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Byzantine. The name of Heraclius (610-641)



Valentinian
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Collectors wonder how to pronounce ancient names. If you collect Byzantine coins and seek a coin of Heraclius you might like an AE example with much of his name clearly legible (many of his AE coins have little of his name legible in the legend). Also, you’d like to know how to pronounce his name.

Is it
Hair ah CLY us
Hair ACK lee us
or is the H not aspirate, like this
air ACK lee us,
air ah CLEE us,
or what?  [By the way, the best guess is "none of these"]

This coin is relevant because the legend is unusually clear:
SB842HeracliusKCyzicus2298.jpg.44b3cf40143d6bc5fc33ba2338f05e7a.jpg

25-23 mm. 5.22 grams.
∂N hRAC-PERP AVG
Sear 842

We spell it “Heraclius”. So, in “hRAC” is the “h” an “H” and the “e” missing, or what?

I connected with my good friend and Byzantine expert @Voulgaroktonou. He wrote me,

“The name [Heraclius] begins with an aspirated Eta: Ἡράκλειος. In Classical Greek, the aspirate would have been voiced, and with the stress on the alpha, would have sounded something like
Hair ACK lee us.
In modern Greek, it is unvoiced, so Ἡελλας (Greece) is pronounced Ellas. There is evidence that the sounds of Greek were shifting to the modern pronunciation as early as the Roman period, so it is a safe bet that the name would have had an unvoiced aspirated eta. Also, the modern pronunciation  of eta is “eeta”, not “aita”, so most likely the name sounded like EerAKLios  to contemporaries.”

Back to the coin. Where we might write his name beginning with “HER” (and aspirating the “H”) instead of “ER,” it seems the Byzantines did not need the aspirate letter.

You can see the change in pronunciation as early as the third century, with, for example, this coin of Probus (276-282):

ProbusERCVLIPACIFERO91108.jpg.8d23eea495800b4580ff53b54fe4b42d.jpg
24-22 mm. 3.59 grams.

ERCVLI PACIFERO, Hercules standing left with olive branch and club. Notice the spelling of "Hercules" does not include an initial "H". 
RIC 383v Ticinum. Sear III 11984. 

Does anyone have an AE coin of Heraclius with much of the name legible? How is it spelled?

 

Edit:  
Conclusion. Coin evidence suggests pronouncing the name
ear ACK lee os        or ear ACK lee us
(although actual pronunciation heard at talks and coin shows may vary all over the map [as you can see from the dictionary citation in the next post])


 

Edited by Valentinian
Added a conclusion.
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What an interesting post, @Valentinian, with a fascinating conclusion!  I don’t have access to my coin images right now, so pulled the image below from another post. The Nicomedia coin in the middle has a pretty complete legend. I’m not sure about the first letter, though I think it’s h.  Then: eraclius. Just as we normally spell it!

image.jpeg.d80eb32e05536a56842c34ec2711509a.jpeg

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Here is a clear example of Heraclius and his son on the solidus from Carthage:

 

Byzantine Empire: Heraclius with Heraclius Constantine (610-641 CE) AV Solidus, Carthage, IY 6 (Sear 867; DOC 208; MIB 84a)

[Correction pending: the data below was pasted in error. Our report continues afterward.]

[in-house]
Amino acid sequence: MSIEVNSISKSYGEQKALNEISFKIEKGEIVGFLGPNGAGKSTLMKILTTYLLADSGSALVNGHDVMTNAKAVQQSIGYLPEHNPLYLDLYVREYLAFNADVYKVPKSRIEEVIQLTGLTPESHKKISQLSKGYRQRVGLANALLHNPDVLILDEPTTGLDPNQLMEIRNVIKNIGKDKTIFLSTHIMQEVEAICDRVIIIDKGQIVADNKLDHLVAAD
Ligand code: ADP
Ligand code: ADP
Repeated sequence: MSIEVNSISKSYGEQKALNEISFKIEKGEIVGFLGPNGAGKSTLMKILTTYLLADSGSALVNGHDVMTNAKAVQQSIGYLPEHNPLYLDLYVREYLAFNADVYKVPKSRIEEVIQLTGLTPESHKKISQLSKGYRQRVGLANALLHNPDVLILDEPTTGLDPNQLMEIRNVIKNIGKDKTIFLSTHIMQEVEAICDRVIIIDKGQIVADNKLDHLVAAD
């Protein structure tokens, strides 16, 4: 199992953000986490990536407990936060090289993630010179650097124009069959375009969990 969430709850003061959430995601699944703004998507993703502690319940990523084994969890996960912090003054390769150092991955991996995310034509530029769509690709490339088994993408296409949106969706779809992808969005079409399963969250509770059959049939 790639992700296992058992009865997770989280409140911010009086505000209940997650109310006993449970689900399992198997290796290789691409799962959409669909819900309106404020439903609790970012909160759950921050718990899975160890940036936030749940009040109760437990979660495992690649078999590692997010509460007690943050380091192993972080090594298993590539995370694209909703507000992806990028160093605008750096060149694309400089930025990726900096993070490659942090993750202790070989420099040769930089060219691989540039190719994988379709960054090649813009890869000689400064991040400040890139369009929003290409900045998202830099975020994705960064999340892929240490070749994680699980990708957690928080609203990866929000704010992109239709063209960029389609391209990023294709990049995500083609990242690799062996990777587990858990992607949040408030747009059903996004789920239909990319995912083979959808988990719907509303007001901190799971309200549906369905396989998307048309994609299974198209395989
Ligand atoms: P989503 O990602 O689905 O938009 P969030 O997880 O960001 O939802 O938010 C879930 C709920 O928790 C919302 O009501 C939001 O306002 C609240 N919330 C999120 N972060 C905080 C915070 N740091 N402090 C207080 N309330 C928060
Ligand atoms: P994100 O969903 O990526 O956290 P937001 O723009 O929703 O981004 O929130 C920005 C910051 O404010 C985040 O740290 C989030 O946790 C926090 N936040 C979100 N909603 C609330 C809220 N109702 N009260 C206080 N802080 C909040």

Obv: D N ЄRACLIO ЄT ЄRA CONST P P S; To left, bust of Heraclius with short beard; to right, smaller bust of Heraclius Constantine, beardless; each wears cuirass, paludamentum, and crown with cross; Between heads, cross
Rev: VICTOR-IA AVCC S; Cross potent on base and two steps; in exergue, CONOB

 

normal_Sear-867.jpg

 

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In contrast to the solidus from Carthage, here are three from Constantinople.  Two include his son, Heraclius Constantine.   All names are spelled with an initial “H”.image.png.b1b6a97af7878611fee139a623a8e502.png

On the left, below, is a solidus from Ravenna.  On the right is a tremissis from who knows where.  Both have the “H”.   At least, I think the Ravenna solidus does.  The inscription appears to be DDNNHERACLIUSETHERACONSPP much like the Constantinople issues above.   The other two 3 kings type solidi have a Heraclian monogram on the reverse.  An “h” appears to be a prominent component.  image.png.74fd68e2451bebe2f1f513c6eda10358.pngimage.png.3cb3dfe82ba415c4a55e8488c8bf9c41.png

In contemporary Italian, the “H” is absent in Hercules.  I have read that by the time of Constantine the Great, spoken Latin was much more akin to Ecclesiastical Latin than to the tongue of Cicero.  And Ecclesiastical Latin uses an Italianate pronunciation.   So I will vote for the Eraclius VS. Heraclius pronunciation   image.jpeg.00358db6a5a443b4d88ec8f19ce44420.jpeg

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image.jpeg.4dc578cb2fc72e8ea226c5a0b988c57b.jpeg

 

Flavius Heraclius
Semissis of the Byzantine Eastern Roman Empire Period 610/641 AD
Material: Gold, Diameter: 17.00mm, Weight: 2.24g
Mint: Constantinopolis, Reference: MIB 72, DOC 52, SB 785
Provenance: Ex collection of Dr. Max Blaschegg (1930-2021, with collector’s ticket), ex Rauch 92, 22-24 April 2013, 1528
Obverse: Diademed, draped and cuirassed bust of Heraclius to right. The Inscription reads: d N hЄRACLIЧS C P P AV
Reverse: Cross potent on globe. The Inscription reads: VICTORIA AVζЧ S

 

This is my only Heraclius 🙂 

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